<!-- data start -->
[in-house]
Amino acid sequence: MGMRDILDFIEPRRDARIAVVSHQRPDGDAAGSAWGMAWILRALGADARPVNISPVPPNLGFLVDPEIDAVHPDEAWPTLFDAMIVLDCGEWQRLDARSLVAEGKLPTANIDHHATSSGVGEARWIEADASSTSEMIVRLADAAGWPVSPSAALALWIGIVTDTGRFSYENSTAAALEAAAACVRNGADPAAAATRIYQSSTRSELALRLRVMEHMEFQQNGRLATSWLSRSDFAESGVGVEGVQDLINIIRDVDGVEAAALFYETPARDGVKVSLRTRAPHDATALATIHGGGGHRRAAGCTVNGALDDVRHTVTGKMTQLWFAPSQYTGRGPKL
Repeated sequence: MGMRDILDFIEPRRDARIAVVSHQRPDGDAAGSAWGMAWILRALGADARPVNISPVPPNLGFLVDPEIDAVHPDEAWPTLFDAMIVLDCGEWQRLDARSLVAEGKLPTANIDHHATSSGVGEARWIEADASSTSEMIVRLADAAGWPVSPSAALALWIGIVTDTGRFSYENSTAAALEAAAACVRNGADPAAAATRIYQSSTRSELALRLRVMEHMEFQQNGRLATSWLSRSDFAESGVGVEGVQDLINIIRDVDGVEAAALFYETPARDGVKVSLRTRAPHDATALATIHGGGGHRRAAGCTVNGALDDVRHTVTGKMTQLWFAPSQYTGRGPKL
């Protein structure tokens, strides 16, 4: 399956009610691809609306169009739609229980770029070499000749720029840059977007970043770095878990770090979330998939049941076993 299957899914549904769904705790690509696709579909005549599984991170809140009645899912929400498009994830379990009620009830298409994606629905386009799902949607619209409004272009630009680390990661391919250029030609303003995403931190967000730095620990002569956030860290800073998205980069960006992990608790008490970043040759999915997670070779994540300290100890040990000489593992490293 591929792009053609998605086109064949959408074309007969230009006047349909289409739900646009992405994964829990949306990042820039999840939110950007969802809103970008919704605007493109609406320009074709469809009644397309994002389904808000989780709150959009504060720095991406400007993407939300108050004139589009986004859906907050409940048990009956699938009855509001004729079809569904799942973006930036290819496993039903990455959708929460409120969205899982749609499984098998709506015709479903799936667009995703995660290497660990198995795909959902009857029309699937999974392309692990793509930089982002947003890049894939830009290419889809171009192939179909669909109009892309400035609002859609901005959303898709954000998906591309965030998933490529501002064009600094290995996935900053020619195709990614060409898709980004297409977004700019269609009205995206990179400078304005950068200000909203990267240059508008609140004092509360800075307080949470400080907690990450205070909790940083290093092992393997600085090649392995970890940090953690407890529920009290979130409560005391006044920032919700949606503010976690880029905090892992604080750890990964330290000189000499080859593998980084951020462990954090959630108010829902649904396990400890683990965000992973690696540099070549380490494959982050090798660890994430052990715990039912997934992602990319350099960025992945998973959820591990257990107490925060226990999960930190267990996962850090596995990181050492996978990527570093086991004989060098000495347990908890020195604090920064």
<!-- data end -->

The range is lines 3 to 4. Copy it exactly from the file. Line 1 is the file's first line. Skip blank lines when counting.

Repeated sequence: MGMRDILDFIEPRRDARIAVVSHQRPDGDAAGSAWGMAWILRALGADARPVNISPVPPNLGFLVDPEIDAVHPDEAWPTLFDAMIVLDCGEWQRLDARSLVAEGKLPTANIDHHATSSGVGEARWIEADASSTSEMIVRLADAAGWPVSPSAALALWIGIVTDTGRFSYENSTAAALEAAAACVRNGADPAAAATRIYQSSTRSELALRLRVMEHMEFQQNGRLATSWLSRSDFAESGVGVEGVQDLINIIRDVDGVEAAALFYETPARDGVKVSLRTRAPHDATALATIHGGGGHRRAAGCTVNGALDDVRHTVTGKMTQLWFAPSQYTGRGPKL
């Protein structure tokens, strides 16, 4: 399956009610691809609306169009739609229980770029070499000749720029840059977007970043770095878990770090979330998939049941076993 299957899914549904769904705790690509696709579909005549599984991170809140009645899912929400498009994830379990009620009830298409994606629905386009799902949607619209409004272009630009680390990661391919250029030609303003995403931190967000730095620990002569956030860290800073998205980069960006992990608790008490970043040759999915997670070779994540300290100890040990000489593992490293 591929792009053609998605086109064949959408074309007969230009006047349909289409739900646009992405994964829990949306990042820039999840939110950007969802809103970008919704605007493109609406320009074709469809009644397309994002389904808000989780709150959009504060720095991406400007993407939300108050004139589009986004859906907050409940048990009956699938009855509001004729079809569904799942973006930036290819496993039903990455959708929460409120969205899982749609499984098998709506015709479903799936667009995703995660290497660990198995795909959902009857029309699937999974392309692990793509930089982002947003890049894939830009290419889809171009192939179909669909109009892309400035609002859609901005959303898709954000998906591309965030998933490529501002064009600094290995996935900053020619195709990614060409898709980004297409977004700019269609009205995206990179400078304005950068200000909203990267240059508008609140004092509360800075307080949470400080907690990450205070909790940083290093092992393997600085090649392995970890940090953690407890529920009290979130409560005391006044920032919700949606503010976690880029905090892992604080750890990964330290000189000499080859593998980084951020462990954090959630108010829902649904396990400890683990965000992973690696540099070549380490494959982050090798660890994430052990715990039912997934992602990319350099960025992945998973959820591990257990107490925060226990999960930190267990996962850090596995990181050492996978990527570093086991004989060098000495347990908890020195604090920064």